This kind of rain keeps me pretty close to the house, and I have been reading up on goats. Our goat-tending neighbor down the road dropped off his goat library, five titles in all, touching on all issues related to goat care and farming. One book in particular has caught my interest, Goat Husbandry by David Mackenzie. In the first few chapters he details the reasons why goats have never fit well with industrialized farming. Goats have always been the cornerstone of subsistence farming, especially those pushed to marginal farmland. I was amazed to read our story echoed in his pages, a story centuries old, of subsistence farmers who tried to raise a family milk cow on marginal land, as a way to try and feed the family as well as raise a supplemental income. More often than not, the needs of the cow would push them into debt, and the needs of milk on the table and cream for income, would deprive the calf of the only protein rich food available, stunting the calf, and further jeprodizing the family's ability to get out of debt.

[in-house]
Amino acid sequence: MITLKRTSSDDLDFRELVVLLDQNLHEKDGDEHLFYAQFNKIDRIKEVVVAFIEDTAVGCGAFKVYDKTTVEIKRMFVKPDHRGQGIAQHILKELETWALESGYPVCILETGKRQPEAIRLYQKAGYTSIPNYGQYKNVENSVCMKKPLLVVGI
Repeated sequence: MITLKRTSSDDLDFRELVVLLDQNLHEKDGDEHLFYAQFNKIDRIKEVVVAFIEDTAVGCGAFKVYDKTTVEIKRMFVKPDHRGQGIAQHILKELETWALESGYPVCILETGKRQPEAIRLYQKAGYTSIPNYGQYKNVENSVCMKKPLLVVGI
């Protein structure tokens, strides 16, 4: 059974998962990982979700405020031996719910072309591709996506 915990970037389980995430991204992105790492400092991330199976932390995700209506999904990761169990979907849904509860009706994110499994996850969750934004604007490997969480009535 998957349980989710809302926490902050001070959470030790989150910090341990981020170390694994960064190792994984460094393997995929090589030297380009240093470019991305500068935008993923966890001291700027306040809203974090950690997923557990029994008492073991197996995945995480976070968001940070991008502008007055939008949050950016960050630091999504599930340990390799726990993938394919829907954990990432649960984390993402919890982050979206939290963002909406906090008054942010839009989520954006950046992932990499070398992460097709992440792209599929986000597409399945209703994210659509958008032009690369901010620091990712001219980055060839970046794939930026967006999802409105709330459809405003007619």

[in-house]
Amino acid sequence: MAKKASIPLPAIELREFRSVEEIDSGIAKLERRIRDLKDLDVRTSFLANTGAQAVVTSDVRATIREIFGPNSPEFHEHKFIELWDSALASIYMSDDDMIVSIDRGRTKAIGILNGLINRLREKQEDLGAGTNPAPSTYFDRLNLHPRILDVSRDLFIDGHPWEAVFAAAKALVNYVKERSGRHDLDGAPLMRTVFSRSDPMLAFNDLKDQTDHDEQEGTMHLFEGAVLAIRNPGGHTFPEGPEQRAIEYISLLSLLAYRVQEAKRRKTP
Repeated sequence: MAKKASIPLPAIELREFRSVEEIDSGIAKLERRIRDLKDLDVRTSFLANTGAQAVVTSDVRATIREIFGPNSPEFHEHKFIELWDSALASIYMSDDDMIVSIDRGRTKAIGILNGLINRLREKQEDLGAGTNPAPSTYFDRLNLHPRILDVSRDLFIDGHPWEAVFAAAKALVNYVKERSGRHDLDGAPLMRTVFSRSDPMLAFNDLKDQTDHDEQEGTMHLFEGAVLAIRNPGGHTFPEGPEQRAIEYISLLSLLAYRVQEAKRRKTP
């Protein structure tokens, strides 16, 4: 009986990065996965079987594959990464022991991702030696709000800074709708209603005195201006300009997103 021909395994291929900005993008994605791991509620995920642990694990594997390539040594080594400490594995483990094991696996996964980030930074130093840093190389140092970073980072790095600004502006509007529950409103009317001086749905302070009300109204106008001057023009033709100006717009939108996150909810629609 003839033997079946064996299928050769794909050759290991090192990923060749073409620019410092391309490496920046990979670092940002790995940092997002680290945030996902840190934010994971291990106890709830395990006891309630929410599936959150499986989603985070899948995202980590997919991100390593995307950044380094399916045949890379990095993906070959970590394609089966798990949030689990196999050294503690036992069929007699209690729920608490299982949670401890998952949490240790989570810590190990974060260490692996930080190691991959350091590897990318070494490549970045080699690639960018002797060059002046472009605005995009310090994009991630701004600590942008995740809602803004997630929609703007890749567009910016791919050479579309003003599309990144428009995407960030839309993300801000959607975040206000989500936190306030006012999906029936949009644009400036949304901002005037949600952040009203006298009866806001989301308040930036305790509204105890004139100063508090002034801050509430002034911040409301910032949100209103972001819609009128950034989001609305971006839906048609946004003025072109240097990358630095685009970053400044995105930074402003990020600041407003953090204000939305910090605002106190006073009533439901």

So I am exploring what it means to be a subsistence farmer, and how subsistence farming works within a community. Our ideals of farming have changed dramatically since we began our adventure. We used to think of our ideal farmstock as consisting of cows, pigs and chickens, with heavy draft horse breeds providing for the extensive amount of grain cultivation and hay necessary to maintain the stock. These animals in particular fit well into industrial or market economies. We are now transitioning to goats, sheep, rabbits and ducks, using only standard horse breeds or possibly draft ponies for the relatively small grain and cultivation needs. Goats, rabbits and ducks (with the exception of sheep), have never fit well into the traditional market farm economy, but are relics of a still older, and perhaps more stable, subsistence farm economy.